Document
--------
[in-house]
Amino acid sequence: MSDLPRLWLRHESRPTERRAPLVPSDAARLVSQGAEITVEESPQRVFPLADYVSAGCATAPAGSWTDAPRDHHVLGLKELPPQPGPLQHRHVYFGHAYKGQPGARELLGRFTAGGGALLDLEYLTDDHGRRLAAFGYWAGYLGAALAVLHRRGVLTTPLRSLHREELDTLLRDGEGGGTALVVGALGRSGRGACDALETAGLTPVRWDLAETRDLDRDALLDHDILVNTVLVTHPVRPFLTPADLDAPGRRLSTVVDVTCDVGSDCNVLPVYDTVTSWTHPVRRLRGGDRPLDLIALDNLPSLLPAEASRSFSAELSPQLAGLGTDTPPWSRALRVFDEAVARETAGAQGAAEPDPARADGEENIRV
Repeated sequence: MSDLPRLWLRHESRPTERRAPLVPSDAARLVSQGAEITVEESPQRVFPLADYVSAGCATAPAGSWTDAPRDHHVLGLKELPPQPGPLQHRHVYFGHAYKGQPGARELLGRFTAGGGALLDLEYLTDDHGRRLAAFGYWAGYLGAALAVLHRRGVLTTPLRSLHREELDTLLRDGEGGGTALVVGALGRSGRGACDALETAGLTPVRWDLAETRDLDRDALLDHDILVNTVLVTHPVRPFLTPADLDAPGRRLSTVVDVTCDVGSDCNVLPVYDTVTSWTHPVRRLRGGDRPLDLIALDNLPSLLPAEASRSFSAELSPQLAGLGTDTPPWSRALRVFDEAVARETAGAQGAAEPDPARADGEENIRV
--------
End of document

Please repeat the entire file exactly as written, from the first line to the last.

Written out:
[in-house]
Amino acid sequence: MSDLPRLWLRHESRPTERRAPLVPSDAARLVSQGAEITVEESPQRVFPLADYVSAGCATAPAGSWTDAPRDHHVLGLKELPPQPGPLQHRHVYFGHAYKGQPGARELLGRFTAGGGALLDLEYLTDDHGRRLAAFGYWAGYLGAALAVLHRRGVLTTPLRSLHREELDTLLRDGEGGGTALVVGALGRSGRGACDALETAGLTPVRWDLAETRDLDRDALLDHDILVNTVLVTHPVRPFLTPADLDAPGRRLSTVVDVTCDVGSDCNVLPVYDTVTSWTHPVRRLRGGDRPLDLIALDNLPSLLPAEASRSFSAELSPQLAGLGTDTPPWSRALRVFDEAVARETAGAQGAAEPDPARADGEENIRV
Repeated sequence: MSDLPRLWLRHESRPTERRAPLVPSDAARLVSQGAEITVEESPQRVFPLADYVSAGCATAPAGSWTDAPRDHHVLGLKELPPQPGPLQHRHVYFGHAYKGQPGARELLGRFTAGGGALLDLEYLTDDHGRRLAAFGYWAGYLGAALAVLHRRGVLTTPLRSLHREELDTLLRDGEGGGTALVVGALGRSGRGACDALETAGLTPVRWDLAETRDLDRDALLDHDILVNTVLVTHPVRPFLTPADLDAPGRRLSTVVDVTCDVGSDCNVLPVYDTVTSWTHPVRRLRGGDRPLDLIALDNLPSLLPAEASRSFSAELSPQLAGLGTDTPPWSRALRVFDEAVARETAGAQGAAEPDPARADGEENIRV